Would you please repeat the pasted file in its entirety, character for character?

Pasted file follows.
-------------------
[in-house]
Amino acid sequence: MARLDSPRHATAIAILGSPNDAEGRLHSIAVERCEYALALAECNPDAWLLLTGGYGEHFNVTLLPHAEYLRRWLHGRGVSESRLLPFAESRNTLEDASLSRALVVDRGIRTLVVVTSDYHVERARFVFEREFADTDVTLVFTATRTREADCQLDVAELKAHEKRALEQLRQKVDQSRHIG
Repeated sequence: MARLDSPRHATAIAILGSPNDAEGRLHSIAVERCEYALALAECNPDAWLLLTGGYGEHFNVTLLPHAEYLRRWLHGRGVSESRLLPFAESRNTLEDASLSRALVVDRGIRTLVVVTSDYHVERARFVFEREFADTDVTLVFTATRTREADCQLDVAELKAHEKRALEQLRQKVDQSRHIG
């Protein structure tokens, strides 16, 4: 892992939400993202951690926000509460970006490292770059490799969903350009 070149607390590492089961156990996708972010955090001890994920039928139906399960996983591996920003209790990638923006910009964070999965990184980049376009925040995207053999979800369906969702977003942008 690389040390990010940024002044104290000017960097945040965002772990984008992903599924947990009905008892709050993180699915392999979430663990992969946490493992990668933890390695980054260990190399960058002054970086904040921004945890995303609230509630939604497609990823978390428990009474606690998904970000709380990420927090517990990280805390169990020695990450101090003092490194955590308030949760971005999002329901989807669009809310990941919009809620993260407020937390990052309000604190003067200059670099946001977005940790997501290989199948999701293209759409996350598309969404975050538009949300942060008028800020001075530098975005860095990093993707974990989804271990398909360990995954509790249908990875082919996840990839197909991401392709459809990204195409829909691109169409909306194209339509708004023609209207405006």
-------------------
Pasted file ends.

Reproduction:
[in-house]
Amino acid sequence: MARLDSPRHATAIAILGSPNDAEGRLHSIAVERCEYALALAECNPDAWLLLTGGYGEHFNVTLLPHAEYLRRWLHGRGVSESRLLPFAESRNTLEDASLSRALVVDRGIRTLVVVTSDYHVERARFVFEREFADTDVTLVFTATRTREADCQLDVAELKAHEKRALEQLRQKVDQSRHIG
Repeated sequence: MARLDSPRHATAIAILGSPNDAEGRLHSIAVERCEYALALAECNPDAWLLLTGGYGEHFNVTLLPHAEYLRRWLHGRGVSESRLLPFAESRNTLEDASLSRALVVDRGIRTLVVVTSDYHVERARFVFEREFADTDVTLVFTATRTREADCQLDVAELKAHEKRALEQLRQKVDQSRHIG
């Protein structure tokens, strides 16, 4: 892992939400993202951690926000509460970006490292770059490799969903350009 070149607390590492089961156990996708972010955090001890994920039928139906399960996983591996920003209790990638923006910009964070999965990184980049376009925040995207053999979800369906969702977003942008 690389040390990010940024002044104290000017960097945040965002772990984008992903599924947990009905008892709050993180699915392999979430663990992969946490493992990668933890390695980054260990190399960058002054970086904040921004945890995303609230509630939604497609990823978390428990009474606690998904970000709380990420927090517990990280805390169990020695990450101090003092490194955590308030949760971005999002329901989807669009809310990941919009809620993260407020937390990052309000604190003067200059670099946001977005940790997501290989199948999701293209759409996350598309969404975050538009949300942060008028800020001075530098975005860095990093993707974990989804271990398909360990995954509790249908990875082919996840990839197909991401392709459809990204195409829909691109169409909306194209339509708004023609209207405006």